"Pink Slime" in 70% of U.S. Ground Beef (Read 1364 times)

    Why is it wrong and derogatory to call a pink slime "pink slime," but it's okay to call pink slime "ground beef"? 

     

    Explain that for me, spaniel.


    Needs more cowbell!

      The most nefarious product I can remember feeding cattle is Lucky Charms.  Our cousins used to get the seconds of the marshmallows by the semi trailer full and they'd feed them to the cattle.

       
      Wha...?!  Why wouldn't they sell that...to ME?!  They could call them "Unlucky Charms."  I would gladly eat them. Blush 

      Kirsten - aka "Auntie Kirsten"

      '14 Goals:

      • 2 olympic distance duathlons -- 6 days apart -- PR at least 1

      • 130#s (and stay there, gotdammit!)

         

        Farming, in general, is subjected to a lot of misinformation and downright urban legends created by people who don't have any experience with it. 

         

        This is true, but it is also subject to a lot of misinformation and downright rural legends as well, created by people who have a direct financial interest in it.


        Fat butt on couch

          Why is it wrong and derogatory to call a pink slime "pink slime," but it's okay to call pink slime "ground beef"? 

           

          Explain that for me, spaniel.

           

          "Ground beef" is a widely accepted and standard terminology for a product.

           

          "Pink slime" is not; it was created by someone trying to make an issue out of it. 

          "If you want to be a bad a$s, then do what a bad a$s does.  There's your pep talk for today.  Go Run." -- Slo_Hand

           

            "Ground beef" is a widely accepted and standard terminology for a product.

             

            "Pink slime" is not; it was created by someone trying to make an issue out of it. 

             

            The reason "ground beef" is widely accepted and standard terminology is because ground beef has been around for, well, a really long time. Pink slime has been injected into ground beef for a couple of years, and it's created by a highly technical process. They are two very different things. One is beef that has been ground. The other is slimy pink stuff. But we should have the same word? Hmmm. 

             

            So, basically, we either just go with a word that disguises what's happening--beef industry marketing that has no relation to reality--or we go with a description of reality. You choose the marketing. This does not seem like you, to muddle reality with words. I thought that was what liberal intellectuals were supposed to do, not down home farmer types.


            Fat butt on couch

              This is true, but it is also subject to a lot of misinformation and downright rural legends as well, created by people who have a direct financial interest in it.

               

               

              That may be true.  Providing an actual example, as I did, would be helpful in reinforcing that claim.

               

              People of all walks of life may create information/misinformation if they have a financial (or other) interest in something.  Human nature.  However, having spent time in agriculture (in which I no longer have any personal financial interest, BTW), I am astounded by some very common perceptions of what goes on that have no basis in reality.  That, or rare/unrepresentative cases are put forth as standard practices.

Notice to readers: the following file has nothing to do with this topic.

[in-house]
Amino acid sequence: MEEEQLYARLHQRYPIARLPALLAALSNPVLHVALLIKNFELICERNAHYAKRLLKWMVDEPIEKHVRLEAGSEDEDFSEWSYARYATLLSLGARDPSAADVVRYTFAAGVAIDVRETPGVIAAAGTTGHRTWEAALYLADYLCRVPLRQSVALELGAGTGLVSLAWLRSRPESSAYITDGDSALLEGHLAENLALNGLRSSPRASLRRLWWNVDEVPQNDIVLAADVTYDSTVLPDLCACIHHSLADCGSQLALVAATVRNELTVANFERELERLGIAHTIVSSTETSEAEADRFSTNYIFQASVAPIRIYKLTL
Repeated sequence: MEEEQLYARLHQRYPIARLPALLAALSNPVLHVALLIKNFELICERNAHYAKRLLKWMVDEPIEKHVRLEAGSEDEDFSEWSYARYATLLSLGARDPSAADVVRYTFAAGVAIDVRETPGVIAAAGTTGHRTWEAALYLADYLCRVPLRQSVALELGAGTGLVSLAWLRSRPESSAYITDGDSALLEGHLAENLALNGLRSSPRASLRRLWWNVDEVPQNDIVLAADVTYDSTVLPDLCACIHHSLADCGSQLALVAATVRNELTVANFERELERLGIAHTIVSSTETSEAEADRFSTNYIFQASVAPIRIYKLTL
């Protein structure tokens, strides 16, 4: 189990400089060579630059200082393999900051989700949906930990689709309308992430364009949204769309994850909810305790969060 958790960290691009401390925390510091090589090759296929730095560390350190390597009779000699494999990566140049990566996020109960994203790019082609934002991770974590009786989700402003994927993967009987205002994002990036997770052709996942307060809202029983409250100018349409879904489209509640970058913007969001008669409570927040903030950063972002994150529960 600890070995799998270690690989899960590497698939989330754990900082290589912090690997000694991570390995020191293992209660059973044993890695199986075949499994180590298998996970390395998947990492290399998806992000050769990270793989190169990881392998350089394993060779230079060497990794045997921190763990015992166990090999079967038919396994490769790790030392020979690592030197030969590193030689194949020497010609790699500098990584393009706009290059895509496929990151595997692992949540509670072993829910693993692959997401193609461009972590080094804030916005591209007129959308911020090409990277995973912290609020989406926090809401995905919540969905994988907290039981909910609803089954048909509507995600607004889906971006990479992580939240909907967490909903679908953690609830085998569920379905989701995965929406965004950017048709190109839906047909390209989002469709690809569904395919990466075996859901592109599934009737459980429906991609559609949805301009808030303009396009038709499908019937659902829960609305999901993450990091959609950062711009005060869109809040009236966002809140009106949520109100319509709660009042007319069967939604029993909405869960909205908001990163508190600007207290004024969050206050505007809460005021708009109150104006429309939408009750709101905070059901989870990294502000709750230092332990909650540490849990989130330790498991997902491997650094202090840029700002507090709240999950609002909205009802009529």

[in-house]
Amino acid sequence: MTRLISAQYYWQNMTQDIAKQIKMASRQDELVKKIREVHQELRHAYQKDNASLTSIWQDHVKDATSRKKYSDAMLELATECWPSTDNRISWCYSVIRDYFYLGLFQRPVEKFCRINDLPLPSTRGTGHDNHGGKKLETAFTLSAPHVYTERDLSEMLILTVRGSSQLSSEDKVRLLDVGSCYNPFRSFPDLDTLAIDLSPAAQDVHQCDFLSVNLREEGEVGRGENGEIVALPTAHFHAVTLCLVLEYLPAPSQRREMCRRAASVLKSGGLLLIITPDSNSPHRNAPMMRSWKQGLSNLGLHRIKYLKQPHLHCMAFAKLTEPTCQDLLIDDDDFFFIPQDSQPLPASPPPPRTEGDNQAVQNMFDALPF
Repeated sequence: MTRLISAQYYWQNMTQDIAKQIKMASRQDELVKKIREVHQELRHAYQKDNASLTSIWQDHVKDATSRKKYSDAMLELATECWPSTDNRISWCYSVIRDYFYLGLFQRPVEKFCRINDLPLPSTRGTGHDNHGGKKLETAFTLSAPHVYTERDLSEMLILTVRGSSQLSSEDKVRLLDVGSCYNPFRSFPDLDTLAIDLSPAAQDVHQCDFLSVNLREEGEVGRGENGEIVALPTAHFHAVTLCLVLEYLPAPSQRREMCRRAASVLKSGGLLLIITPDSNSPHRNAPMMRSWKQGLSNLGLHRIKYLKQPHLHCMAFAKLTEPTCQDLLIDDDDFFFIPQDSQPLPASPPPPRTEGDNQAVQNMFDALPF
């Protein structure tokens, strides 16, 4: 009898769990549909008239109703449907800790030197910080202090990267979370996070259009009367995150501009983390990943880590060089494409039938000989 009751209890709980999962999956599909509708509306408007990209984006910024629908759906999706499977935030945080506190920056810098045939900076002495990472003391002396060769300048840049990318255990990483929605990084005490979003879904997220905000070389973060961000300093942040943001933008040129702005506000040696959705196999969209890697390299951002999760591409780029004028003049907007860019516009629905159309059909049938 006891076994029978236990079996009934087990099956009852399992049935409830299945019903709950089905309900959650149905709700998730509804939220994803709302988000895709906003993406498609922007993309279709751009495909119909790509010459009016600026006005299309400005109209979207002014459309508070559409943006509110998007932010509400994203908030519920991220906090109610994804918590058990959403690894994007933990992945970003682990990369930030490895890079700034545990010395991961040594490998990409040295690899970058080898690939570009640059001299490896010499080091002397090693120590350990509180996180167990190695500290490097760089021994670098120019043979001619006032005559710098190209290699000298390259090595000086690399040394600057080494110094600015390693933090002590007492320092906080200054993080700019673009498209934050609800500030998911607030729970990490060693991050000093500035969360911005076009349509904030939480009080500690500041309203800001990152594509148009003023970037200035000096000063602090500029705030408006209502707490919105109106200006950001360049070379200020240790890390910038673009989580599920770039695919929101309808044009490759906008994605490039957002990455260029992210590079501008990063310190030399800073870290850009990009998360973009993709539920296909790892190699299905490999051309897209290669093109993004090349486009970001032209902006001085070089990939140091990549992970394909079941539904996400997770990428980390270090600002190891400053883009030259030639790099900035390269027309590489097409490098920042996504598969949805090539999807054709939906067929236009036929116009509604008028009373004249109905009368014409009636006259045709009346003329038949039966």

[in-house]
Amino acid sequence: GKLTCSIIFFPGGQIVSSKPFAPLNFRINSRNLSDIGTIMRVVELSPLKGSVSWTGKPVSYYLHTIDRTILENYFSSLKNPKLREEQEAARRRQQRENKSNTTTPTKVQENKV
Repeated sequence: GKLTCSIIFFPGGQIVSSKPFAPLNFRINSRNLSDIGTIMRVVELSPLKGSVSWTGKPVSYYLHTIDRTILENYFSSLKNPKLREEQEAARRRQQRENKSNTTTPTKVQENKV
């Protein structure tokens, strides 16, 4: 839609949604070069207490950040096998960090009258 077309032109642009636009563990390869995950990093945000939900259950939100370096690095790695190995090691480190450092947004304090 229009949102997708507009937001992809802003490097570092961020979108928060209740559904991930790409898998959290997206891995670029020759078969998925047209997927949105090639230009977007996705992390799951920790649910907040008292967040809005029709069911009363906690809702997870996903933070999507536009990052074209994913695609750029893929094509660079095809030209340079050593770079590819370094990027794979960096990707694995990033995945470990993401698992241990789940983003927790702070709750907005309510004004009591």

I just shared what I know based off first-hand experience.  I don't think one should be surprised if I am unconvinced and/or irritated by people who argue positions based of third- or fourth-hand information that I know, from personal experience, is not accurate.

              "If you want to be a bad a$s, then do what a bad a$s does.  There's your pep talk for today.  Go Run." -- Slo_Hand

               

                That may be true.  Providing an actual example, as I did, would be helpful in reinforcing that claim.

                 

                There's an actual example on the table. You can read about it in the OP. (?)

                 

                MTA: I will spell out the example for you: calling a pink ammonia treated slime of meat products "ground beef." That's straight up marketing, and there is a financial interest in evoking the rural bucolic life in selling beef products (and also downplaying the industrial agriculture.)


                Fat butt on couch

                  The reason "ground beef" is widely accepted and standard terminology is because ground beef has been around for, well, a really long time. Pink slime has been injected into ground beef for a couple of years, and it's created by a highly technical process. They are two very different things. One is beef that has been ground. The other is slimy pink stuff. But we should have the same word? Hmmm. 

                   

                  So, basically, we either just go with a word that disguises what's happening--beef industry marketing that has no relation to reality--or we go with a description of reality. You choose the marketing. This does not seem like you, to muddle reality with words. I thought that was what liberal intellectuals were supposed to do, not down home farmer types.

                   

                  As I posted previously, it is my perception (though I have not followed this closely enough for long enough to know it to be 100% factual) that the FDA concern over "pink slime" was not safety-related, but related to truth-in-packaging.  So it is my opinion that the FDA felt that "pink slime" and standard ground beef were two different things, and perhaps the consumer had the right to know if they were combined....if one was putting this additive into standard ground beef they should have to disclose it.

                   

                  I have no problems with that...seems straightforward and sensible.

                   

                  However, if you read around, the correct name for "pink slime" appears to be "beef trimmings".  "Pink slime" was deliberately created by this Zirnstein person to negatively brand beef trimmings and give them a yuckier-sounding name.  Zirnstein is the person doing marketing, not the beef industry.

                  "If you want to be a bad a$s, then do what a bad a$s does.  There's your pep talk for today.  Go Run." -- Slo_Hand

                   


                  Fat butt on couch